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From Wikipedia, the free encyclopedia

Seattle Opera
Seattle Opera logo.svg
Formation1963
FounderGlynn Ross
TypeOpera company
910760426
Headquarters363 Mercer Street
Seattle, Washington, U.S.
Coordinates47°37′26″N 122°20′58″W / 47.6239545°N 122.3494188°W / 47.6239545; -122.3494188
General director
Christina Scheppelmann
Websiteseattleopera.org
The facade of Marion Oliver McCaw Hall at Seattle Center, seen from Kreielsheimer Promenade with the Space Needle in the background
The facade of Marion Oliver McCaw Hall at Seattle Center, seen from Kreielsheimer Promenade with the Space Needle in the background

Seattle Opera is an opera company based in Seattle, Washington. It was founded in 1963 by Glynn Ross, who served as its first general director until 1983. The company's season runs from August through late May, comprising five or six operas of eight to ten performances each, often featuring double casts in major roles to allow for successive evening presentations.

Since August 2003, Seattle Opera has performed at Marion Oliver McCaw Hall (capacity: 2,967), which was built on the site of the old Seattle Opera House at Seattle Center. The company's current general director is Christina Scheppelmann, who assumed the role in August 2019. Seattle Opera does not have a full-time music director; in October 2007, it announced the appointment of Asher Fisch as its principal guest conductor.[1]

The Ross years

From the outset, Ross saw opera as something that had to be sold using similar techniques to those used to sell popular entertainment. "To sell opera…you have to get their attention with a little razzle-dazzle. You've got to be simpatico. You have to be able to communicate, and you have to deliver your message with the best possible product you can manage."[2] In 1970, H. C. Schonberg of the New York Times contrasted Seattle Opera's approach to marketing to the then still staid marketing of New York's Metropolitan Opera: "Out there, you see campaign buttons with the legend Opera Lives. It is in Seattle where you can look at the sky and find an airplane skywriting the virtues of Seattle Opera. There are even auto bumper stickers about opera." Further, Schonberg remarked favorably on the "air of freshness and experimentation that contrasts vividly with the dull, tried and true, tired professionalism in other opera houses one could mention."[2]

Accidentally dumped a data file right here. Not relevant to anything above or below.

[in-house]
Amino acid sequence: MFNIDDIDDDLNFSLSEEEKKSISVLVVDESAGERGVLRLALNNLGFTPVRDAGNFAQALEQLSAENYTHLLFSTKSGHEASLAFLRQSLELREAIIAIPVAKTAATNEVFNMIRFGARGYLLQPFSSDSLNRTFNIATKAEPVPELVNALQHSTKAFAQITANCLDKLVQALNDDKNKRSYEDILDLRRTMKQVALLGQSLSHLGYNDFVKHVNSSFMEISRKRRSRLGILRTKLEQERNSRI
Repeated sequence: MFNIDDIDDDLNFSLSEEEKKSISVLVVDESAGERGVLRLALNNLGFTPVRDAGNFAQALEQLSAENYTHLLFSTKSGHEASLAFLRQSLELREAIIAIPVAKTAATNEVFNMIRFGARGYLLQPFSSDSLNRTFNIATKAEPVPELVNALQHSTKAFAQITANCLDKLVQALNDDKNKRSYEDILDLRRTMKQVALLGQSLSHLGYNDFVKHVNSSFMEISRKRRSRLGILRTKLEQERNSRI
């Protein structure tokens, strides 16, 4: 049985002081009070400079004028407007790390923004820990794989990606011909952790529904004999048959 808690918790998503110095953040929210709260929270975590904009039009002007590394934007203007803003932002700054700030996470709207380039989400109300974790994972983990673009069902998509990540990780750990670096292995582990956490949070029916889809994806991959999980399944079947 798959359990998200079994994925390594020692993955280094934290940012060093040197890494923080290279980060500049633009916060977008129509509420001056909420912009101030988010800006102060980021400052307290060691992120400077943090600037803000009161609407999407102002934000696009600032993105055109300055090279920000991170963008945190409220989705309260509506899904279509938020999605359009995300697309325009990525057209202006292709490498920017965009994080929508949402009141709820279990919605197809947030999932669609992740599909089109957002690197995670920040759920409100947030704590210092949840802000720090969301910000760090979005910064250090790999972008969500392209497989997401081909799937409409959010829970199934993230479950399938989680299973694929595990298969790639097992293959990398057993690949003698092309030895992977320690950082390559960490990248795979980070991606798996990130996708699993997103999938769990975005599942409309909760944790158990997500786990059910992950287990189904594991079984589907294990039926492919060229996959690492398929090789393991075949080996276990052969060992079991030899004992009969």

Richard Wagner at Seattle Opera

The company is noted for its performances of the works of Richard Wagner, including the Ring cycle. In 1975, it was the first American company to perform the cycle in its entirety over the space of a week since the Metropolitan Opera in 1939.

"Ring 1," 1975–1984

Beginning with a production of Die Walküre one year, and following successively each year with Siegfried and, finally, Götterdämmerung, Ross announced in 1975 that Das Rheingold would precede the others to make up the first consecutive Ring Cycle over six days in July. In spite of the modernization of the opera productions which Ross found at the Bayreuth Festival, Seattle's were to be traditional productions and appeal to the lovers of the traditional.

Two back-to-back cycles of the Ring, one each in German and English, were presented annually between 1975 and 1983. Andrew Porter's English adaptation which was prepared for the English National Opera and which was priced below the German language cycle, introduced many new listeners to Wagner. Originally directed by George London with designer John Naccarato, later presentations were directed by Lincoln Clark between 1976 and 1983, and by the tenor, Ragnar Ulfung in 1984. Henry Holt conducted all the cycles. The performances were well attended and received good press.